DCPLive is a blog by library staff at the DeKalb County Public Library!
Nov 26 2007

Graphic Novels: At a Library Near You!

by Nolan R

Bone_cover While I vaguely remember reading some Archie comics as a child, it wasn’t until the late eighties that I really started reading comics.  Not being a huge fan of the superheroes, I began reading comics after discovering titles like Sandman, Bone, Maus, and Swamp ThingAt the time, comics were still pretty much thought of as “just for kids,” but in 1993, DC Comics launched their Vertigo imprint, described as a more mature line of “serious, innovative fiction told in compelling visuals.” Moving away from mainstream family-friendly fare, these titles became a cult success and began to attract a whole new audience to comics, including women and those who had never really read comics before–readers just like myself.

As that generation of readers has grown older (and perhaps moved into jobs in the entertainment and comics industries), comics in general have become more mainstream.  Movies based on comics have become more numerous in recent years, and comics are now widely available in many bookstores and even–you guessed it–libraries.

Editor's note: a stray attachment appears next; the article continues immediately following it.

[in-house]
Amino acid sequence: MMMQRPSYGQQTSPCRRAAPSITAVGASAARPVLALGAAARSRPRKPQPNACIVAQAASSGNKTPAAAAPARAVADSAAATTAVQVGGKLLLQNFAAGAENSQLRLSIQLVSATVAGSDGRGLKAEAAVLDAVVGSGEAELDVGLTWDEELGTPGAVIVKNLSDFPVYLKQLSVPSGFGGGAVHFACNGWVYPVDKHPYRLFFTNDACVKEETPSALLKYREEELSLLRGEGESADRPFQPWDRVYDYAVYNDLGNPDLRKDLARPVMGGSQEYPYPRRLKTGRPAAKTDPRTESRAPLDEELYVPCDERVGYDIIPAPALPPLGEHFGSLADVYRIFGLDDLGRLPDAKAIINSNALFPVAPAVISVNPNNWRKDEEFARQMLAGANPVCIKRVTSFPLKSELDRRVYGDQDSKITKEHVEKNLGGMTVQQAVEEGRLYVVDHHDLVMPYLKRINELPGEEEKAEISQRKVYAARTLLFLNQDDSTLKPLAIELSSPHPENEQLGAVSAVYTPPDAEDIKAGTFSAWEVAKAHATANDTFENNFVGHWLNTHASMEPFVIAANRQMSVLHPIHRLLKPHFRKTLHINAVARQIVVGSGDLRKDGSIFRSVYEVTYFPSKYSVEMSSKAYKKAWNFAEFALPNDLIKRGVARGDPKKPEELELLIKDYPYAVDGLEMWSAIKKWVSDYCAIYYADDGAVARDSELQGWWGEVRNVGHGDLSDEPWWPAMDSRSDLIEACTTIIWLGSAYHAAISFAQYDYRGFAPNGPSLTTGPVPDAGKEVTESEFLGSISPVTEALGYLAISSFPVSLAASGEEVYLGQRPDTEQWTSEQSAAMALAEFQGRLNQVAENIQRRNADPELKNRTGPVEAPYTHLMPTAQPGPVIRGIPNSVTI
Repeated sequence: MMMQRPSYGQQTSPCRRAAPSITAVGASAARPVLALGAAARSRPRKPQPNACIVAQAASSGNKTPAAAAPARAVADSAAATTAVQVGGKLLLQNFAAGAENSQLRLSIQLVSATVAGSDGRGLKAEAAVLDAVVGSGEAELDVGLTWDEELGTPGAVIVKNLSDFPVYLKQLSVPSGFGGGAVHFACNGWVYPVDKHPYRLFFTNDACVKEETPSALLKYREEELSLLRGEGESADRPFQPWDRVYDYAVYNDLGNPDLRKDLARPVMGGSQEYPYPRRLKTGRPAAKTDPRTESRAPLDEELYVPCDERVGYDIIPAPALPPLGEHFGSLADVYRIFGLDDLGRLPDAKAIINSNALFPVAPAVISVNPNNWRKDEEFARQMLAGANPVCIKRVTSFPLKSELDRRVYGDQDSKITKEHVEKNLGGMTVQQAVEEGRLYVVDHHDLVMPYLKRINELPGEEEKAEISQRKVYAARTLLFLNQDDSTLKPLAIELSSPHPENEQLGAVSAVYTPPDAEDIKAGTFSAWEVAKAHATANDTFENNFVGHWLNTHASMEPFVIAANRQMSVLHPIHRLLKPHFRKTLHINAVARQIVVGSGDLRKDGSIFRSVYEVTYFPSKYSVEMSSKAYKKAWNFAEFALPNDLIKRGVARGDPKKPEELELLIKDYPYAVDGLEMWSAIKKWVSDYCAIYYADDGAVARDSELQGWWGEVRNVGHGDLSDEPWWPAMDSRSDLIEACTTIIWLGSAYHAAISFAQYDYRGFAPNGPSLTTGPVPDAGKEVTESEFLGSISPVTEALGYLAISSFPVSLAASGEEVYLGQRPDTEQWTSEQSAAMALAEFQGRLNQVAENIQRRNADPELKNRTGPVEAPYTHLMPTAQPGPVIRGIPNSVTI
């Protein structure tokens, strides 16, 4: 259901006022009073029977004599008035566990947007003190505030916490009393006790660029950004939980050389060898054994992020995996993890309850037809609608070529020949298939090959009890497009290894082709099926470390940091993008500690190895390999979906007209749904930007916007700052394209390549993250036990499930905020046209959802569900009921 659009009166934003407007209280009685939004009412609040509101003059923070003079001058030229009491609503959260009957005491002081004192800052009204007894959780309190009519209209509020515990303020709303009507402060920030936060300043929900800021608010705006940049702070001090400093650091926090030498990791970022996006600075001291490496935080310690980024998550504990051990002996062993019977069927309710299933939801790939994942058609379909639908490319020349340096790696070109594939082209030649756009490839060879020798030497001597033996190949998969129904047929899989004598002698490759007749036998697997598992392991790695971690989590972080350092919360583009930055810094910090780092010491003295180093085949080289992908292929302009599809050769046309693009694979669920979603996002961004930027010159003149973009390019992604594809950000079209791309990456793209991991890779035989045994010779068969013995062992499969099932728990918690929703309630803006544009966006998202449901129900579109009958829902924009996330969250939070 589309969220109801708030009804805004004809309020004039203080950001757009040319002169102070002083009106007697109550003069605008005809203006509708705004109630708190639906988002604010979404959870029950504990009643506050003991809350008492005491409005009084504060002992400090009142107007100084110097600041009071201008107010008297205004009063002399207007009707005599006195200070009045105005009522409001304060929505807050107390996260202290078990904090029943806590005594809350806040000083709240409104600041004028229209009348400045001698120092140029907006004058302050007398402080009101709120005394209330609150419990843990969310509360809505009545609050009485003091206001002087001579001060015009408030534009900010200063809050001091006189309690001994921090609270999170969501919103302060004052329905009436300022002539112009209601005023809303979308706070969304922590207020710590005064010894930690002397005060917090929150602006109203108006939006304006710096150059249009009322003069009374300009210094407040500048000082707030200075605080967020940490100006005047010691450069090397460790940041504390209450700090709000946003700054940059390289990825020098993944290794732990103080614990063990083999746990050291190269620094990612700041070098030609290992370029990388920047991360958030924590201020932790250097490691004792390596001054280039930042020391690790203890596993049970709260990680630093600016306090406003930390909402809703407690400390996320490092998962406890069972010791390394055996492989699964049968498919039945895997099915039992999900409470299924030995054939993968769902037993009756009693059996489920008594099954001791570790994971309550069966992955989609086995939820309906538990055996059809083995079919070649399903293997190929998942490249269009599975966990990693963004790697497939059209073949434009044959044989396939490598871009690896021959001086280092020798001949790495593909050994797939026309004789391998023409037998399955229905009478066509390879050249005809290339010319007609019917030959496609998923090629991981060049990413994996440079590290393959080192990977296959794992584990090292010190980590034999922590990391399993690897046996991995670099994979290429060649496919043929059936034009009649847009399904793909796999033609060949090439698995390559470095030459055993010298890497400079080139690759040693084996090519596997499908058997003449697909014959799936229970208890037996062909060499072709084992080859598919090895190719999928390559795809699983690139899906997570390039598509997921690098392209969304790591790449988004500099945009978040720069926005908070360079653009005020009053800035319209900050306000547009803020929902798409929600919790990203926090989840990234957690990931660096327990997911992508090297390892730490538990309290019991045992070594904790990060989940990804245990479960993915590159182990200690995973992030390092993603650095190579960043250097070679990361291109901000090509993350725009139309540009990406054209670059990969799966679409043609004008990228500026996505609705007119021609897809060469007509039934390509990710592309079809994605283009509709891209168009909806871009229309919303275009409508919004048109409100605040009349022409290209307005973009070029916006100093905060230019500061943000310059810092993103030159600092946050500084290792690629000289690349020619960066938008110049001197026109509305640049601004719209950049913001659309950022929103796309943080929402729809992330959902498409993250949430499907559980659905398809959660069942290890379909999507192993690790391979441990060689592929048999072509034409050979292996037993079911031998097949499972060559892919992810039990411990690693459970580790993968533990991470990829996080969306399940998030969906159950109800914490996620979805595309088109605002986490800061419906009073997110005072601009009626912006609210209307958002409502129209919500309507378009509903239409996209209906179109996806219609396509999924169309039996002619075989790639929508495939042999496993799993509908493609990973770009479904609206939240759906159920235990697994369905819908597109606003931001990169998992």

Libraries have slowly but surely started to collect comics and graphic novels.  DeKalb County Public Library began adding titles to the collection a few years ago, originally in the Young Adult collection. More recently, titles have been added to the children’s and adult collections.  In DCPL’s catalog, you will find various types of books (including graphic novels, manga, and comic trade paperbacks) listed under the subject heading of “graphic novels.”  To make it easier to find them in the catalog and on the shelf, many of these titles are now labeled “GN” for graphic novel.  GN titles include fiction, non-fiction, and biography, and are available for a wide range of reading levels for children, teens, and adults.  Graphic novels are also labeled according to their collection: J (juvenile), Y (young Adult), or B (biography).  Each library may shelve these books differently, so ask at your local branch for where the graphic novel collection is located.  Remember that these items are designated as  J, Y, or adult to reflect age-appropriateness, so use these guidelines and your own judgement when selecting titles for children!

To find graphic novel titles in the DCPL catalog for teens and adults, click HERE.

For more information on comics and graphic novels, check out these links:

ALA Resources for Comics and Graphic Novels

Recommended Graphic Novels for Public Libraries

Great Graphic Novels for Teens from the American Library Association

Comic Books for Young Adults

Kid-safe Graphic Novels from Brodart

TIME Top Ten Graphic Novels

Jesse November 26, 2007 at 4:51 PM

GREAT post! Thanks for all the information!

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